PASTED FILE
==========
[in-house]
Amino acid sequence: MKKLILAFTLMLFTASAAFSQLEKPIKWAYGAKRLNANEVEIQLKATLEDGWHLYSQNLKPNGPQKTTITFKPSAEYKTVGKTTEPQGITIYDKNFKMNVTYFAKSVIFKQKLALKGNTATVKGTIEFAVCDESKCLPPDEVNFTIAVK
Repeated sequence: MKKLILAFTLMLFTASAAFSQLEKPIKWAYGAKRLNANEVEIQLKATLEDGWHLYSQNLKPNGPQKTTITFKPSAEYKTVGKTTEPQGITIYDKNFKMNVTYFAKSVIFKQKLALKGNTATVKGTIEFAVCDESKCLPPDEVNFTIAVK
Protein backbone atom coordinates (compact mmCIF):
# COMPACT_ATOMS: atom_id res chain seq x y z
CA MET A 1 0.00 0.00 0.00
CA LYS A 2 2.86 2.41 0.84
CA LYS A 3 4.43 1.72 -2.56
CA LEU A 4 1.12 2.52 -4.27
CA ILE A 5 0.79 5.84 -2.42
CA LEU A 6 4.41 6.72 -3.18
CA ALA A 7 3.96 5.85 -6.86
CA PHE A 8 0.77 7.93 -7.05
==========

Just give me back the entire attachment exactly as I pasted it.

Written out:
[in-house]
Amino acid sequence: MKKLILAFTLMLFTASAAFSQLEKPIKWAYGAKRLNANEVEIQLKATLEDGWHLYSQNLKPNGPQKTTITFKPSAEYKTVGKTTEPQGITIYDKNFKMNVTYFAKSVIFKQKLALKGNTATVKGTIEFAVCDESKCLPPDEVNFTIAVK
Repeated sequence: MKKLILAFTLMLFTASAAFSQLEKPIKWAYGAKRLNANEVEIQLKATLEDGWHLYSQNLKPNGPQKTTITFKPSAEYKTVGKTTEPQGITIYDKNFKMNVTYFAKSVIFKQKLALKGNTATVKGTIEFAVCDESKCLPPDEVNFTIAVK
Protein backbone atom coordinates (compact mmCIF):
# COMPACT_ATOMS: atom_id res chain seq x y z
CA MET A 1 0.00 0.00 0.00
CA LYS A 2 2.86 2.41 0.84
CA LYS A 3 4.43 1.72 -2.56
CA LEU A 4 1.12 2.52 -4.27
CA ILE A 5 0.79 5.84 -2.42
CA LEU A 6 4.41 6.72 -3.18
CA ALA A 7 3.96 5.85 -6.86
CA PHE A 8 0.77 7.93 -7.05